’s Life Story Essay, Research Paper Tennessee Williams’s Life Story Tennessee Williams’ play, The Glass Menagerie, originated in the memory of Williams. Williams’ family embodied his father, Cornelius Williams, his mother, Edwina Dakin Williams, his sister, Rose Williams, and his younger brother, Dakin Williams.
’s Life Story Essay, Research Paper
Tennessee Williams’s Life Story
Tennessee Williams’ play, The Glass Menagerie, originated in the memory of Williams. Williams’ family embodied his father, Cornelius Williams, his mother, Edwina Dakin Williams, his sister, Rose Williams, and his younger brother, Dakin Williams. Cornelius was an alcoholic, always away from home; Tennessee and Cornelius did not have a strong relationship, “By the late 1920s, mother and father were in open warfare, and both were good combatants. He came home drunk and picked up a bill-perhaps for Tom’s clothing or schoolbooks-and he’d fly into rage.”(Spoto, 18). Edwina, on the other hand, revered “refinement and the good manners of Southern gentry.” (Barron’s Book Notes, 2). Tennessee adored Rose immensely and were close as they could be. The Glass Menagerie is based on a mother and her two children who live in a dream world away from society. Williams’ play is drawn heavily upon his family life and experiences; they are very much parallel to the events that occur in Williams’ life.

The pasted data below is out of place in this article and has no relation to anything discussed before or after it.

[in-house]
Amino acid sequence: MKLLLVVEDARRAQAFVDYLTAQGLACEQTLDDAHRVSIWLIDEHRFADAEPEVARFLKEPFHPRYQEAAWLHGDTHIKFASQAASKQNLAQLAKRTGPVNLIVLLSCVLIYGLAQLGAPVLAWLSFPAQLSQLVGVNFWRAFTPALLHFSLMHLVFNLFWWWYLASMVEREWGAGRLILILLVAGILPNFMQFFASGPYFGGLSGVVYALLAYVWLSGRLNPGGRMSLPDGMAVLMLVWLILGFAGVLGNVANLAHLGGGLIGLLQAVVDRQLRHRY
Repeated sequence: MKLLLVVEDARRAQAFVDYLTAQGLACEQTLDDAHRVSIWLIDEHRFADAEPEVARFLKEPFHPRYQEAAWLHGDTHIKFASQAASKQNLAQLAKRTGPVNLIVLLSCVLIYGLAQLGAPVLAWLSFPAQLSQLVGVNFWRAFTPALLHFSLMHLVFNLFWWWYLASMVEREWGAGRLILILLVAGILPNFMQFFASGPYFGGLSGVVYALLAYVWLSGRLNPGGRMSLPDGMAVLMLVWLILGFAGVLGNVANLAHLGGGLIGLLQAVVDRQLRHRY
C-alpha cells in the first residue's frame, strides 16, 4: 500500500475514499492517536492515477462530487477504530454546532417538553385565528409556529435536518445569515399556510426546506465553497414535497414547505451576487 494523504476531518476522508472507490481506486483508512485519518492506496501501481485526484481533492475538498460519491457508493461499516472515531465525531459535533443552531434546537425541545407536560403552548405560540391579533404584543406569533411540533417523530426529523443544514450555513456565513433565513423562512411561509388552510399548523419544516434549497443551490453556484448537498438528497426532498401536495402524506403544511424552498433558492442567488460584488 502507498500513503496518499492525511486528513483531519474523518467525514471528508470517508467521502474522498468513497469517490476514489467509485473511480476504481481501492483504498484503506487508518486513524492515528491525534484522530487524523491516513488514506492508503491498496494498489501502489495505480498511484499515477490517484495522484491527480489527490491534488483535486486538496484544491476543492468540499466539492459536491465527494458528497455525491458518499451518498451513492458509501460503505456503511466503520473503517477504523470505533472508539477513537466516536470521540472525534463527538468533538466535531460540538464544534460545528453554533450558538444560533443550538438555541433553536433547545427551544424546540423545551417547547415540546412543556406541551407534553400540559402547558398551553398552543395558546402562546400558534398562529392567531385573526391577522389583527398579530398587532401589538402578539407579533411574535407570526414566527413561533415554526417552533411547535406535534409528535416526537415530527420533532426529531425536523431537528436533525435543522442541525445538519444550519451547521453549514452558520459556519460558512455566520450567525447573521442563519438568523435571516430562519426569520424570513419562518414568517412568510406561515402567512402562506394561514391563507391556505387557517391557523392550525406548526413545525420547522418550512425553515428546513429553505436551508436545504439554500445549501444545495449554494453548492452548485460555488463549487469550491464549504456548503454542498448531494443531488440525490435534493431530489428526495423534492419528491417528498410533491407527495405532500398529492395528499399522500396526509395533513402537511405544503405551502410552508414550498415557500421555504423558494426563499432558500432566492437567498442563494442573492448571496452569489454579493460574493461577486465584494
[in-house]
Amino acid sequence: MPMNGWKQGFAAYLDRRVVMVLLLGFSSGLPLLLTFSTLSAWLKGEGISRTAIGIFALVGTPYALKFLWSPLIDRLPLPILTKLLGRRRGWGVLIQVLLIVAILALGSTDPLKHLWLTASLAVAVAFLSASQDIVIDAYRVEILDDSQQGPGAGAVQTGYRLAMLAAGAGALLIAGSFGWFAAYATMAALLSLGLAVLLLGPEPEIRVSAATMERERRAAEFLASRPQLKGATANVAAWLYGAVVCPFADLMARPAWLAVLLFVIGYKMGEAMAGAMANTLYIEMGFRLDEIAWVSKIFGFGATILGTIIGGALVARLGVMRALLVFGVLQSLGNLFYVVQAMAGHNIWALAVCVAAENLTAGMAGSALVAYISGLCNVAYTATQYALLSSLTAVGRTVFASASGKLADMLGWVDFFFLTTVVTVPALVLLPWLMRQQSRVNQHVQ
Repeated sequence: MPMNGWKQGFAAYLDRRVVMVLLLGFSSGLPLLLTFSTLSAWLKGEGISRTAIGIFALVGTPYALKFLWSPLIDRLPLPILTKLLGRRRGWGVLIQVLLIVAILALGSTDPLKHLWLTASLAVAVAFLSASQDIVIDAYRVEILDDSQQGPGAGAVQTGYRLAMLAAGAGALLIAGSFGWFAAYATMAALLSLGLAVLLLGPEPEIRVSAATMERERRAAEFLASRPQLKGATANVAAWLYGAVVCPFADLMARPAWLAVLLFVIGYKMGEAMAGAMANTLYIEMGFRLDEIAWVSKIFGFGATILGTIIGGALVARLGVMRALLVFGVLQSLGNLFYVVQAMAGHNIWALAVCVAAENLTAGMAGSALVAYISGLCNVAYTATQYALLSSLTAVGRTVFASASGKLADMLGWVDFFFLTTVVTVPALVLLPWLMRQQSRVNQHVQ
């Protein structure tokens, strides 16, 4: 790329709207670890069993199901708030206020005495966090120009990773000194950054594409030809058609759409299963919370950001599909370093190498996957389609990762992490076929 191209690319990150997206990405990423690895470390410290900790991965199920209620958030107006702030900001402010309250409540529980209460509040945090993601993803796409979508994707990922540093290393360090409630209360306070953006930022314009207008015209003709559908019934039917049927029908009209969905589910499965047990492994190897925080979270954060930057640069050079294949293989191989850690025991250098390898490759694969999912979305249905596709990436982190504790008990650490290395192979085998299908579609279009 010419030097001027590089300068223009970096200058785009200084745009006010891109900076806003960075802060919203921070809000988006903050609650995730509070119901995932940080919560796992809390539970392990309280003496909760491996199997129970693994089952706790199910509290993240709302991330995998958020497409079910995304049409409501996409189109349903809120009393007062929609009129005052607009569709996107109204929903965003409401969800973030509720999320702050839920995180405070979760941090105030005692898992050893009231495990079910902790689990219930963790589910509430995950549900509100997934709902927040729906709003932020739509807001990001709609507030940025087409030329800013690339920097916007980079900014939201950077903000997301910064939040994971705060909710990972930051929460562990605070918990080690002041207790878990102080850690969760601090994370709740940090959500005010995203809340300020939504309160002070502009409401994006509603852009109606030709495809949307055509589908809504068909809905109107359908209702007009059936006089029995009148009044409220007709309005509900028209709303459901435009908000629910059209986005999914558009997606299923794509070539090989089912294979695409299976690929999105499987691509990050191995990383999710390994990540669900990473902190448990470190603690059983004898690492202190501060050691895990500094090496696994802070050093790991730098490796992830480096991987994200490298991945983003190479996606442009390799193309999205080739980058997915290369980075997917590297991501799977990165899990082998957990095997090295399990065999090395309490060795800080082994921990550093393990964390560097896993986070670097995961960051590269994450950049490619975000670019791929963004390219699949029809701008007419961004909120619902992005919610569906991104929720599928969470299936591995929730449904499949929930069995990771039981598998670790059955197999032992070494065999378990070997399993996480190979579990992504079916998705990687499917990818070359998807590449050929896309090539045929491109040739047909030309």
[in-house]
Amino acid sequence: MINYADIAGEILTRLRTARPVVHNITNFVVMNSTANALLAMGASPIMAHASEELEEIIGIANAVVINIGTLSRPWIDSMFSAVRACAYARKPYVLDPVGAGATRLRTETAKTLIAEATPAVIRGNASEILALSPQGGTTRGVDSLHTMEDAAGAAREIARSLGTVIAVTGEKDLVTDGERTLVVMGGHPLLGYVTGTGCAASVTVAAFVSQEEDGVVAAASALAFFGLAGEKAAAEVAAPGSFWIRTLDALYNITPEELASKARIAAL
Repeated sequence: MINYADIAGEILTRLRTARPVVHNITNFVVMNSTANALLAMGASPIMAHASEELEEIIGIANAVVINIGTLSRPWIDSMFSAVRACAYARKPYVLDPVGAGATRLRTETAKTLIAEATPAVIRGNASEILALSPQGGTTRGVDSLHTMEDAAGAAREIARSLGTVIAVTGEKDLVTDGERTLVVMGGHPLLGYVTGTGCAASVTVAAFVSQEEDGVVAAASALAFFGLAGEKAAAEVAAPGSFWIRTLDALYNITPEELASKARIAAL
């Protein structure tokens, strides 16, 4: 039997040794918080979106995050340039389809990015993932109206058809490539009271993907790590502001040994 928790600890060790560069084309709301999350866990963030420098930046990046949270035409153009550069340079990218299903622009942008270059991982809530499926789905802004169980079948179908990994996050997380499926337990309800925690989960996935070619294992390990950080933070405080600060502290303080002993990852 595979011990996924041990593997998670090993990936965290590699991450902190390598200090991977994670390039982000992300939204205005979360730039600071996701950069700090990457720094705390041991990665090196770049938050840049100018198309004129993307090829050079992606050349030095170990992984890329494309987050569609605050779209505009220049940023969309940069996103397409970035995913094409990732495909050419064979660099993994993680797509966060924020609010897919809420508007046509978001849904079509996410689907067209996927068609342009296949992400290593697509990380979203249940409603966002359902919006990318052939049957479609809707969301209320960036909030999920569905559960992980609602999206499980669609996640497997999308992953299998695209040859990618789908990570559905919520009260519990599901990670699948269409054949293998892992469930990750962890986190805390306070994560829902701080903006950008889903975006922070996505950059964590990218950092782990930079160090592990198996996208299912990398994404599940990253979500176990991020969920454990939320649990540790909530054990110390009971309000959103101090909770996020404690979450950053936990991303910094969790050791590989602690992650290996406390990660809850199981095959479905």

Tom is modeled after Tennessee, an ardent poet who works in a shoe factory; Williams was passionate about writing, “He[Cornelius] saw that Tom devoted to his writing as unnatural for a boy his age? worse, Tom did not have companions among boys of his own age, not did he participate in
sports.”(Leverich, 82). Tom tries to support his mother and sister by working in a shoe factory even though he dreams to become a poet. His mother disapproved of him writing as well as his father, “Despite Tom’s being published, Cornelius persisted in his belief that his son was wasting his time and should be thinking of a more practical way of making a living.”(Leverich, 82). Tennesse felt so doleful and devastatingly miserable that he did not know another way of escaping reality but to write, “At the typewriter he transformed the confusion, the bitterness, the longings into poems, and for a time he cracked out a diary in which he recorded little anecdotes about St. Louis street life.”(Spoto, 20). Williams’s character, in like manner, felt that same emptiness, “He[Tom] is a poet by nature and feels that his environment is destroying his creative abilities.”(Cliff Notes, 9).